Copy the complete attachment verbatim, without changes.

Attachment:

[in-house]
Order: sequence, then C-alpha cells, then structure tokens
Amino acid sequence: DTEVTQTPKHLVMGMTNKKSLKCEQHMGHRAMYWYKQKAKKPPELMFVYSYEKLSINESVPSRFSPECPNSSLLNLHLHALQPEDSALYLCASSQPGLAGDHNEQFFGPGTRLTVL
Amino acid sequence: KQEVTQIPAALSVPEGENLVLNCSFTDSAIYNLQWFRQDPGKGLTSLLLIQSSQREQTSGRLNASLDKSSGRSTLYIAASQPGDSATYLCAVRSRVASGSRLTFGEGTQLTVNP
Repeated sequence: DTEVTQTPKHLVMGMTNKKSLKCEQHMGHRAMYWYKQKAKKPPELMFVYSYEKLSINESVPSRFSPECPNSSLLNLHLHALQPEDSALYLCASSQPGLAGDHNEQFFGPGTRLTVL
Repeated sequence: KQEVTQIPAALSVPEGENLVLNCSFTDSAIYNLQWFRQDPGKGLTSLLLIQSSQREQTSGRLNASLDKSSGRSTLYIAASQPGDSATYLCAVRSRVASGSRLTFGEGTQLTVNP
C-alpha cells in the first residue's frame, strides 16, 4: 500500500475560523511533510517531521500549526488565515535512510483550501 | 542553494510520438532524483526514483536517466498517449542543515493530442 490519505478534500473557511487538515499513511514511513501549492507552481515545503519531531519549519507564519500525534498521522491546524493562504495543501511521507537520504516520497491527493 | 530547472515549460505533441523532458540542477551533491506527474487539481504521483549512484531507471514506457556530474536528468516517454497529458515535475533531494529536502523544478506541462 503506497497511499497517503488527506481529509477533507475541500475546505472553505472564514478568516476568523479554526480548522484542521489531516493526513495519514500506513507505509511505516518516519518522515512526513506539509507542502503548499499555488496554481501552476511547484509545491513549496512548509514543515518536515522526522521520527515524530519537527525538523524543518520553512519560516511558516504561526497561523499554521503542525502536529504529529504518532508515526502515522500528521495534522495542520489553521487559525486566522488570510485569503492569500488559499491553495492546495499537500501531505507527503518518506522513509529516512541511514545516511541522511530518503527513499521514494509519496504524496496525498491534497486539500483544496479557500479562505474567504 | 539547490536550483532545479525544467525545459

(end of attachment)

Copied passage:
[in-house]
Order: sequence, then C-alpha cells, then structure tokens
Amino acid sequence: DTEVTQTPKHLVMGMTNKKSLKCEQHMGHRAMYWYKQKAKKPPELMFVYSYEKLSINESVPSRFSPECPNSSLLNLHLHALQPEDSALYLCASSQPGLAGDHNEQFFGPGTRLTVL
Amino acid sequence: KQEVTQIPAALSVPEGENLVLNCSFTDSAIYNLQWFRQDPGKGLTSLLLIQSSQREQTSGRLNASLDKSSGRSTLYIAASQPGDSATYLCAVRSRVASGSRLTFGEGTQLTVNP
Repeated sequence: DTEVTQTPKHLVMGMTNKKSLKCEQHMGHRAMYWYKQKAKKPPELMFVYSYEKLSINESVPSRFSPECPNSSLLNLHLHALQPEDSALYLCASSQPGLAGDHNEQFFGPGTRLTVL
Repeated sequence: KQEVTQIPAALSVPEGENLVLNCSFTDSAIYNLQWFRQDPGKGLTSLLLIQSSQREQTSGRLNASLDKSSGRSTLYIAASQPGDSATYLCAVRSRVASGSRLTFGEGTQLTVNP
C-alpha cells in the first residue's frame, strides 16, 4: 500500500475560523511533510517531521500549526488565515535512510483550501 | 542553494510520438532524483526514483536517466498517449542543515493530442 490519505478534500473557511487538515499513511514511513501549492507552481515545503519531531519549519507564519500525534498521522491546524493562504495543501511521507537520504516520497491527493 | 530547472515549460505533441523532458540542477551533491506527474487539481504521483549512484531507471514506457556530474536528468516517454497529458515535475533531494529536502523544478506541462 503506497497511499497517503488527506481529509477533507475541500475546505472553505472564514478568516476568523479554526480548522484542521489531516493526513495519514500506513507505509511505516518516519518522515512526513506539509507542502503548499499555488496554481501552476511547484509545491513549496512548509514543515518536515522526522521520527515524530519537527525538523524543518520553512519560516511558516504561526497561523499554521503542525502536529504529529504518532508515526502515522500528521495534522495542520489553521487559525486566522488570510485569503492569500488559499491553495492546495499537500501531505507527503518518506522513509529516512541511514545516511541522511530518503527513499521514494509519496504524496496525498491534497486539500483544496479557500479562505474567504 | 539547490536550483532545479525544467525545459